The Elder Council and You
As we start gearing up for a time jump, and what that means for the game, there’s been a lingering question from folks that seems easy to address: What is “The Elder Council”?
When we put together the Wisconsin game years back, we looked across all the games in the network to see how their models worked (or didn’t work) for the game we wanted our players to experience. One of the things that we took away from that research was the need to have an NPC setup in which the game runners had control over issues that directly impacted the play, well-being and fairness for all players across the game. The concept of the Elder Council was specifically placed into use for that purpose – when we saw the potential for abuse, or instances where players could inadvertently change the experience for players in a way they hadn’t considered, we had the option of stepping in and having the more nebulous NPC group use certain plot and drivers as course corrections. The aspect was built into history that the original families (and specifically their strains) would keep control over their land with enough input to ensure the Ironworks was appeased, and that the core interests of those groups were a general undertone.
Fast forward a while, and we’ve not only leveraged the original purpose, but also have used the NPC group to advance plot, offer unique opportunities that weren’t easy to build in otherwise, and course correct when things went beyond the bounds of the game we had been running. We’ve always been open to player agency, but at the same time, we’ve been particularly up front that certain aspects of the world around your characters have their own life and will impact the game just as much as the characters in those cases. So what does that have to do with today?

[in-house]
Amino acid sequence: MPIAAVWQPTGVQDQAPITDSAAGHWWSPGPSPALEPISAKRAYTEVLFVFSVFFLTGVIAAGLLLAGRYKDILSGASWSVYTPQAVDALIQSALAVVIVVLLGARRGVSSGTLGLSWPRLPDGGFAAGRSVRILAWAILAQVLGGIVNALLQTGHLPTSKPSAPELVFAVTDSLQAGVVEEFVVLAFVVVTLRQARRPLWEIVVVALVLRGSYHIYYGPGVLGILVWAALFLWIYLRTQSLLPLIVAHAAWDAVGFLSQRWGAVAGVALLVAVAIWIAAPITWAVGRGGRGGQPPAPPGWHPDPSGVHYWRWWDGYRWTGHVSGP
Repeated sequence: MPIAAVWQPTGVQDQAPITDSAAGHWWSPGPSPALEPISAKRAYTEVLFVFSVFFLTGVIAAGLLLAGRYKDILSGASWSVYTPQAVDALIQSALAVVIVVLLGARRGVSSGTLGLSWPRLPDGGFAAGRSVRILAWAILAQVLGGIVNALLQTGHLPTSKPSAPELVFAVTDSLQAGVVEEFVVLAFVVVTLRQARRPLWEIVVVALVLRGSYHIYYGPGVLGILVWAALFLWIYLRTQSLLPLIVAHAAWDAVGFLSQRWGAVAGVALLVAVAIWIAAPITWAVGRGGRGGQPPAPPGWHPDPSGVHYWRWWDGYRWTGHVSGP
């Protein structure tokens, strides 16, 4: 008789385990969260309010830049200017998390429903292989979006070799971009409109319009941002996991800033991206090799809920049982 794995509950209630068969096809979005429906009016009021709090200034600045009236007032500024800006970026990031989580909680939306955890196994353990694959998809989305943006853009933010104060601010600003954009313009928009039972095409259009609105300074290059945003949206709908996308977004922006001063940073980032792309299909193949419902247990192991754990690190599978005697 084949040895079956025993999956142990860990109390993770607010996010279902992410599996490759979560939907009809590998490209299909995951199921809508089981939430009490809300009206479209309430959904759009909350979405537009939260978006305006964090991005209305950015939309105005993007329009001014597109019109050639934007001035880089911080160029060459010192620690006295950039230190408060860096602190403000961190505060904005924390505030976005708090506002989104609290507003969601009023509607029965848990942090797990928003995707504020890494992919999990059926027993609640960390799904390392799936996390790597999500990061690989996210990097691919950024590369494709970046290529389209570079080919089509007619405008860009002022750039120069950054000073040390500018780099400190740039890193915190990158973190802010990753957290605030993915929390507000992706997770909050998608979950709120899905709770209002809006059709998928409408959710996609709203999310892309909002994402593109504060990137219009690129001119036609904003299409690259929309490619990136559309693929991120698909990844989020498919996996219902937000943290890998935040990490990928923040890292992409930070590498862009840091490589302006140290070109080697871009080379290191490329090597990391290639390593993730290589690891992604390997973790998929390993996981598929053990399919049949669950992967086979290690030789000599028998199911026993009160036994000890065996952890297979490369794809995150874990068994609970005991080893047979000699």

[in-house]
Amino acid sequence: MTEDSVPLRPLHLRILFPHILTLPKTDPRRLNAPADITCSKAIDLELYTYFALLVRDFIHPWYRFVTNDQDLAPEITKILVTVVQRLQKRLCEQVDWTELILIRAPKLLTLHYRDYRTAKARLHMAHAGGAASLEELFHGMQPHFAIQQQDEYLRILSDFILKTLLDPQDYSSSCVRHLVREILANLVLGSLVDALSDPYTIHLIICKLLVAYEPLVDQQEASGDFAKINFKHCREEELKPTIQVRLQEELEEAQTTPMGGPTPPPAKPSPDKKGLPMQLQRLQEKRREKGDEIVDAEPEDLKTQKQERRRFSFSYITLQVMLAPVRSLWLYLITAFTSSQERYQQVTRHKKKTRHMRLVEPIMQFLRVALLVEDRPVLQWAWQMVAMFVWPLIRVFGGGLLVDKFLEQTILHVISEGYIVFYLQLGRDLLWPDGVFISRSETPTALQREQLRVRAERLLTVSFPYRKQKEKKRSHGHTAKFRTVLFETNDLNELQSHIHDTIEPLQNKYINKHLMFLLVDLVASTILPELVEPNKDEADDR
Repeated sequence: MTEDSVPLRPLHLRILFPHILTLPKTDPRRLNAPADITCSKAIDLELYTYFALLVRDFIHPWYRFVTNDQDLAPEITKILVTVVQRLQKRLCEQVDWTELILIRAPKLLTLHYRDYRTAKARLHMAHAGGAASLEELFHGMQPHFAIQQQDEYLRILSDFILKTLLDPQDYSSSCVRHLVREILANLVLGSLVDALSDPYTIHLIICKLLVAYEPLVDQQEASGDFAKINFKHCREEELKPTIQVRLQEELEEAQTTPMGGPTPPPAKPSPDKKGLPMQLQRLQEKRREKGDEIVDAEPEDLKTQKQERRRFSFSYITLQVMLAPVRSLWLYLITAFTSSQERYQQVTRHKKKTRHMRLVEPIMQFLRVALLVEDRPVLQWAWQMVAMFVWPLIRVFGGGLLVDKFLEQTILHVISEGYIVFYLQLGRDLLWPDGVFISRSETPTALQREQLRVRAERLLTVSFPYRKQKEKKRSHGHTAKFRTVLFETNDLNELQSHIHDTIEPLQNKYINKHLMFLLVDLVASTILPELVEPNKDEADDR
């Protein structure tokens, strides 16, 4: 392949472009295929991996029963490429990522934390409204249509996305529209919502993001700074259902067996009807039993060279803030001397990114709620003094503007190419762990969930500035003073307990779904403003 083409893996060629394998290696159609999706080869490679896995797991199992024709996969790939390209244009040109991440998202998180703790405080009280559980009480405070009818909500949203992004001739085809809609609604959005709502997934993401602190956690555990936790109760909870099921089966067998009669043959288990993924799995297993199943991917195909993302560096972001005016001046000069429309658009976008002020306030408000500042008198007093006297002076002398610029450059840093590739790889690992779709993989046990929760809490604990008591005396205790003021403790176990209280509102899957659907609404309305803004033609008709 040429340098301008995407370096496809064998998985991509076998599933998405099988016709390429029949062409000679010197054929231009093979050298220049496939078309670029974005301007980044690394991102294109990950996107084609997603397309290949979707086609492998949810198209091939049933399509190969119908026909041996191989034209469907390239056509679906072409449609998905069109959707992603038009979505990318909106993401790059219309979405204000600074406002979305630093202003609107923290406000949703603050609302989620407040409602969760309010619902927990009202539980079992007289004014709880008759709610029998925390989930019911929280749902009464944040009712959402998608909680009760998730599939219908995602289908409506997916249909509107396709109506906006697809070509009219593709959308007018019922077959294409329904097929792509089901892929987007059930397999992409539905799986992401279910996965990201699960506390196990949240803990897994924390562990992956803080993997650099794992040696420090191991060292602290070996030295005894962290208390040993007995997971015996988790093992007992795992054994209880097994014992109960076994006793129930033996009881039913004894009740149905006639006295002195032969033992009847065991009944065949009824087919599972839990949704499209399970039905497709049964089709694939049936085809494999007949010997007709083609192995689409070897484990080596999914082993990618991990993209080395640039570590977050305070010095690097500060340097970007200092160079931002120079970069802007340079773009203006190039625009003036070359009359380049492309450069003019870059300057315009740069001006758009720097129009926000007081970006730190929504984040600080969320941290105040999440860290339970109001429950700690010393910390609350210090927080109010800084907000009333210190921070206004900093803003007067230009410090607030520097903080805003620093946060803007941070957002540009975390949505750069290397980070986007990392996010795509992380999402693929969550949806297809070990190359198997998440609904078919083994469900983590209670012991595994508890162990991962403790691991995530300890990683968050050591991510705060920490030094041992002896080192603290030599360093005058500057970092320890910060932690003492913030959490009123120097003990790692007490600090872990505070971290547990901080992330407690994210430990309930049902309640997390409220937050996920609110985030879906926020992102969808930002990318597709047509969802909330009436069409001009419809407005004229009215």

If you’ve been to game recently, you’ll know that the town has been given a lot more freedom with the Ironworks mostly out of the picture. (Maybe? For now? Forever?) The aspect of building a small portion of the larger ‘city’ area that is Steel Horse has fallen to individual zones, and this game exists in one particular zone, while NPC factions (see 3.0 for more detail there) will exist alongside them in various capacities. The chance to govern the specific area in question – the place where characters live, gather, and otherwise experience game – means everyone gets a chance to help guide that part of the world. That also opens the door to options that the game runners will need to keep an eye on. Are our new players being treated just as fairly as our veterans? Is there a way that a single person or small group is taking advantage of that system in order to make the game experience worse for others? Is a core principle of our game’s background disappearing without NPC input? All those items and more will still require an eye on the general ideals we want to ensure remain true in our play space.
What this doesn’t mean is that the game runners want to run your game and part of town top down. We aren’t interested in the micromanagement of how the players and their PCs want to play the game aside from providing a fun environment. We are definitely not going to look at every law a council of PCs would pass and say “Nah, don’t wanna” when it doesn’t impede, or cause problems for, other players. These NPCs aren’t going to show up for no reason and take over the game. They are there solely for the constructive well-being and longevity of all players, and when otherwise specifically engaged, to enhance the roleplay of characters. You can have any number of interactions with them, but they should not be expected to be regular visitors or iron-fisted rulers. Within some small boundaries, they are there for story and gentle nudging. Think of them as a kind of NPC landlord: as long as things are going reasonably well, you won’t see them. As with any NPC, they will also have a life of their own, and respond to PCs accordingly if they are so engaged.